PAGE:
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Hope Forward: Surviving and Thriving through Emotional Pain: November 2011

Monday, November 21, 2011

Were these said to you as a kid? Do you say them to your kids?

And if so, do you believe them? What kind of impact did they have? Do they have? Of course each of us receives messages differently, but it's always curious to me how much of an impact words and phrases do actually impact us. It may not in fact be true that sticks and stones may break our bones but words will never hurt us.

So here are a few phrases that many folks have heard as they were growing up:

"You made your bed...."

"You are not working up to the best of your ability."

"You can accomplish anything you set your mind to."

"You should have known better."

"You should be ashamed of yourself."

"Sorry doesn't cut it."

"You'll get what's coming to you."

"Chin up." or "Man up." or "Suck it up."

"Stop crying or I'll give you something to cry about."

"Don't let the bed bugs bite."

What to they mean? How to they play in our heads? Do we really have control over letting bed bugs bite? Does "chin up" mean we should not feel sad when we are sad? Should we pretend things don't hurt? Ignore our feelings? Will we really get what is coming to us? Does this mean that we deserve to be punished? That we should be frightened or worried? That mistakes are not allowed? Is saying we are sorry not enough? Ever?

When, and for what, should we really be ashamed of ourselves? And at what age should we know better? How can we know what we don't know? How much can children know anyway?

Can we really accomplish anything we set our minds to? If we can't, then what? Does this mean we are suppose to have control over things so long as we try? How do we know what the best of our ability is, actually? What if we don't want or need to work up to the best of it? Are we failing if we don't? How hard should we try? And what about that bed we made? Again, does this mean we are stuck with what we have? That if we've made a mistake we have no choices. That taking responsibility for our actions means we merit no empathy for errors or mess ups. Or no help getting to a better place?

I think that in the gentle study of human behavior, as we talk through our frustrations and fears, our hopes and longings, it helps to take a look at the words we have heard, to see what runs through our minds. It's a small part of the puzzle of our lives, but worth a look.

Monday, November 7, 2011

"I Should be Grateful...?"

Sometimes when someone is sitting here in the office talking about what's on their mind, talking about what's bothering them, they will stop and say, "I suppose I should be grateful, it could be worse." This always reminds me somehow of having to finish all the food on our plates because people are starving elsewhere in the world.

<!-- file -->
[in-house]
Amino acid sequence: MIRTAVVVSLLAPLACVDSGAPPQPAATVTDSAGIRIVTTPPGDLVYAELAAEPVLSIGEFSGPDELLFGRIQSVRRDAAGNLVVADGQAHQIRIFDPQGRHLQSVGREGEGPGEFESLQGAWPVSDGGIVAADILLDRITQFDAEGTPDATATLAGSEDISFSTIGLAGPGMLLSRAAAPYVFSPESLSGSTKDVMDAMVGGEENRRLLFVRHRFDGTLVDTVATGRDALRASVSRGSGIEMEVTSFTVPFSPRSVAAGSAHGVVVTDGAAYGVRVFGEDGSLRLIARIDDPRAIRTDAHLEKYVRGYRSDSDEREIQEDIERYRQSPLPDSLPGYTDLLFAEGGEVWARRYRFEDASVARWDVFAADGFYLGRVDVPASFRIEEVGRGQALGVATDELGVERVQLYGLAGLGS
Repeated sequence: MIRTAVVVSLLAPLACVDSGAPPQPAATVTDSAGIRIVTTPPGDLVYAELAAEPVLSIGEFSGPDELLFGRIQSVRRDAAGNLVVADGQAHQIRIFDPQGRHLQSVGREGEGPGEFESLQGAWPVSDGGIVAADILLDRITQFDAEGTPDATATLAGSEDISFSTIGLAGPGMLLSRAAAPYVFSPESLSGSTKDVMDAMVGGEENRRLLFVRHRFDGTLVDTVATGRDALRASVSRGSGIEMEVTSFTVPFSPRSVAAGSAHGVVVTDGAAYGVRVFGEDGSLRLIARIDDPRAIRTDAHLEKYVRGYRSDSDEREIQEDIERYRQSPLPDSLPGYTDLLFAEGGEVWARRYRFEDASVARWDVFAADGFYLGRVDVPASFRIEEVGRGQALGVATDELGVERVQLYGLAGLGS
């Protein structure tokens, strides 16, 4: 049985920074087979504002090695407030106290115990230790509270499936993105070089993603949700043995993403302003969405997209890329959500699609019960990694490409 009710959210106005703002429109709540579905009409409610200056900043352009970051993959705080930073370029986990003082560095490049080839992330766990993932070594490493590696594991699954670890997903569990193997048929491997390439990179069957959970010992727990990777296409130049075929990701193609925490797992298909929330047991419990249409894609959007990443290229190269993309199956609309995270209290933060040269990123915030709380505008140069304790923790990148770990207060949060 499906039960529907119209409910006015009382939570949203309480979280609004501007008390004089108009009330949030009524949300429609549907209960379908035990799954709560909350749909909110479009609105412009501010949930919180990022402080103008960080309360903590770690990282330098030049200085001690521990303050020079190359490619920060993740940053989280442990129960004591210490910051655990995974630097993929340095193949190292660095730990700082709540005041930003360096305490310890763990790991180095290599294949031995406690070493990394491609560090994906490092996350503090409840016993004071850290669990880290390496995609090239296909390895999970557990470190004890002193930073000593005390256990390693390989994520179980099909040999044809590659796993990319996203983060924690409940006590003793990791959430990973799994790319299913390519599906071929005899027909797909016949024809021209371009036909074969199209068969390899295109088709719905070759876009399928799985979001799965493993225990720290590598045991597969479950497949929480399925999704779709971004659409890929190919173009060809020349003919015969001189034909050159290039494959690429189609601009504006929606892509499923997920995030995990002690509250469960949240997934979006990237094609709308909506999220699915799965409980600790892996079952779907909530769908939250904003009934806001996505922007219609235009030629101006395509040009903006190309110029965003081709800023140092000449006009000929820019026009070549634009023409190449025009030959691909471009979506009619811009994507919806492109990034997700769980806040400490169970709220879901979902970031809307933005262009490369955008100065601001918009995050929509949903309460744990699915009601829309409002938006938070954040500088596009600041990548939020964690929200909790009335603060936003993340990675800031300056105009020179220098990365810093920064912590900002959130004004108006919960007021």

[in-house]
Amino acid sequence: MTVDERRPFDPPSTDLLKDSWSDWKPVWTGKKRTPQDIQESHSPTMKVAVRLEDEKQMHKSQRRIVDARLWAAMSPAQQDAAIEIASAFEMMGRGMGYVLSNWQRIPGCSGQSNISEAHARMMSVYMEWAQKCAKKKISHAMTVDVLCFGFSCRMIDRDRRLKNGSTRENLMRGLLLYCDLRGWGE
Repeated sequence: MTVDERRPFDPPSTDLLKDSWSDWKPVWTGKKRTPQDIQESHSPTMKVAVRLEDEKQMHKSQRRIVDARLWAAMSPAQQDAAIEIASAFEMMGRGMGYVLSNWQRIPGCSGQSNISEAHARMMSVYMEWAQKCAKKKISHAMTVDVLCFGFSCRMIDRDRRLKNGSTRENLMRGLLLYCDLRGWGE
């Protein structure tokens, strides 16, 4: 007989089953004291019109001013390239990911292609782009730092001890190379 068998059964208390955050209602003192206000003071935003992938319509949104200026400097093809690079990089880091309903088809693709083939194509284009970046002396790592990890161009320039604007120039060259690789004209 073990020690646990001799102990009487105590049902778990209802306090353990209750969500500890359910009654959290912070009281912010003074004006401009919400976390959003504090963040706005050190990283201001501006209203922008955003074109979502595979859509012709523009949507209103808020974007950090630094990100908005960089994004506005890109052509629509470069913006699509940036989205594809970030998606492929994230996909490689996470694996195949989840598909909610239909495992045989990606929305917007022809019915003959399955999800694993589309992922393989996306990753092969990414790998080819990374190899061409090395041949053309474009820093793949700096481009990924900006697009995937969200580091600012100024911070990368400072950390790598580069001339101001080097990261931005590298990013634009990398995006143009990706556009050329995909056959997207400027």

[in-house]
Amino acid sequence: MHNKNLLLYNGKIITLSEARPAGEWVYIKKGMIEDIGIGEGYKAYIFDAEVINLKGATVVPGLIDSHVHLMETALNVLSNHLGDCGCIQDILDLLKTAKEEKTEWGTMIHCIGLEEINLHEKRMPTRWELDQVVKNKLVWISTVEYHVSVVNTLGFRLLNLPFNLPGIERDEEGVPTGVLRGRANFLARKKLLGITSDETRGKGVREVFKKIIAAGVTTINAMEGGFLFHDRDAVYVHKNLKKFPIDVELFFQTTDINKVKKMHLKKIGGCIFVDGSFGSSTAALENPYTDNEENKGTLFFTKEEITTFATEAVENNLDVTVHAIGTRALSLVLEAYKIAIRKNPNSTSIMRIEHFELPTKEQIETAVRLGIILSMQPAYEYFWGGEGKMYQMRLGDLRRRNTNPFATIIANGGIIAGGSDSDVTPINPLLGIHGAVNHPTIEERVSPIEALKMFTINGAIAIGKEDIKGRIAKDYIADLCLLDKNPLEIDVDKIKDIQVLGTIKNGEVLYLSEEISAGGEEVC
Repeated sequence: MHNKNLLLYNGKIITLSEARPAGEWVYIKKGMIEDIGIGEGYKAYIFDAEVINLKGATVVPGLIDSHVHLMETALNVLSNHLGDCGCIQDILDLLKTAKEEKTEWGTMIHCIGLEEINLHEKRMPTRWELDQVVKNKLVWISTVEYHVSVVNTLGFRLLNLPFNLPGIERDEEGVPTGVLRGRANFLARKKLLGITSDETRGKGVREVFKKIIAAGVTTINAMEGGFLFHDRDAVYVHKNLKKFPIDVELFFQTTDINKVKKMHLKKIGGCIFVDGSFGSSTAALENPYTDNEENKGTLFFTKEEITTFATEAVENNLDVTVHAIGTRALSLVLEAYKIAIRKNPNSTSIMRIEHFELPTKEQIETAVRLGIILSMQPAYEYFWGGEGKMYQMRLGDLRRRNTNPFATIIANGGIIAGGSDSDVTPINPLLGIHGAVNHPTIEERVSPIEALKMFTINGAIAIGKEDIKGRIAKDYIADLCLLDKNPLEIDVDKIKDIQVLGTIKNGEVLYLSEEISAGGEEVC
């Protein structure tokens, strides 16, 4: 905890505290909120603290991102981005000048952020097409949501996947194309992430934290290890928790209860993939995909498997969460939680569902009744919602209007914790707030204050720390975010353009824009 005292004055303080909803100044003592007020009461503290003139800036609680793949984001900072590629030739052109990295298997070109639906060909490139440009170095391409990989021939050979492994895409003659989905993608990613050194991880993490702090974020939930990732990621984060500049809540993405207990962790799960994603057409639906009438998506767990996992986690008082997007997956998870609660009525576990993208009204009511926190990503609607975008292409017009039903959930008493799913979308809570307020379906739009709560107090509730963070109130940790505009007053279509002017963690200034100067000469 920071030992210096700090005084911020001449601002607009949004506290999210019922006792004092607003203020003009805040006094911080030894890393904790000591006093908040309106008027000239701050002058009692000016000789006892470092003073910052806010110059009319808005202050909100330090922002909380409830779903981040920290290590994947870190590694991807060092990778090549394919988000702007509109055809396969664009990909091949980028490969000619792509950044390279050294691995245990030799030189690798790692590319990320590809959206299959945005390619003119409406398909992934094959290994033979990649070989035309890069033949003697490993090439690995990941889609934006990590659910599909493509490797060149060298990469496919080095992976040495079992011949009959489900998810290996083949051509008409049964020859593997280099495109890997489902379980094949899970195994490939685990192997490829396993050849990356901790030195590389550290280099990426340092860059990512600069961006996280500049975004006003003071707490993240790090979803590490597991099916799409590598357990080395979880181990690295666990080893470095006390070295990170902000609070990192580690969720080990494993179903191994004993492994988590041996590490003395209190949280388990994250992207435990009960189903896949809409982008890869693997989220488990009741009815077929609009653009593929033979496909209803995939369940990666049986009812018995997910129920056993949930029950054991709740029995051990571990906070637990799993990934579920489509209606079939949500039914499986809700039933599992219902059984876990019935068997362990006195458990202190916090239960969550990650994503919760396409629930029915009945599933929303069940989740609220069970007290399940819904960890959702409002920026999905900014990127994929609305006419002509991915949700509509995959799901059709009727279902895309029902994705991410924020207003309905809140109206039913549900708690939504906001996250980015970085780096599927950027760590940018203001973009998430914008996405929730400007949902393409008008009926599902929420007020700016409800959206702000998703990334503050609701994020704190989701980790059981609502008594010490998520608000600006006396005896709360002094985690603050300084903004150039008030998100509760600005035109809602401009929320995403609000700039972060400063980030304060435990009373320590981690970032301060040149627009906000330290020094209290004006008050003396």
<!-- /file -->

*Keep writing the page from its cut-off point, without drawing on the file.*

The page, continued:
I think the statement raises some very good questions, such as where do gratitude and a true sense of what we "yes" have fit in with emotional pain and feelings of discontent in our lives? And can we be both grateful and unhappy at the same time? Can we appreciate our blessings and still honor our longings? And why is it that we often feel the urge to temper our feelings? Do we think we should not feel them?

I find these questions come up in the context of marital counseling as well. How do we manage to be appreciative of our partners while we are furious, or frustrated or disappointed with them as well? And also when we talk about our parents. Can we feel our difficult feelings toward them and appreciate the positives too?

How do we reconcile our values with our feelings?

I think the answers are individual of course, depending on our own unique character and circumstance, though there may be some common truths. While some of us are more comfortable feeling how we feel, letting our feelings rise and fall and be what they will, others are more hesitant. We get besieged by shame, or guilt or hopelessness, or the idea that perhaps we are not suppose to feel the way we do, or that there really cannot be any good outcome, or that since there are others who have it worse, our feelings should not be what they are. Except that they are. I have not found that denying our feelings solves much of anything. We can't always get relief as quickly as we might like, but keeping ourselves in the dark does not usually offer us good results. Neither does attacking our selves for the feelings we have. Nor does misusing gratitude.

That being said, I think that we can employ gratitude to help us with emotional pain without using it to invalidate our feelings. It does help to count our blessings, from the simple to the sublime. We can breathe clean air; We can see fall foliage; we can walk; even the basics, that are not so basic to everyone, can be starting points when we are in emotional pain; gratitude can certainly help put things in proper perspective and give us context. It can help us to feel better and see things differently.

But emotional pain is still pain. We still feel what we feel, and sidestepping feelings in the name of gratitude or using gratitude to avoid what is true for us usually just stalls our progress. So here's where the talking can help. We can let all our thoughts and feelings breathe; we can tend to them, see what they mean to us and make forward movement from there. The trouble, I think, is not feeling how we feel so much as it is attacking ourselves for feeling how we feel and then acting on the attack without having given ourselves a talking chance.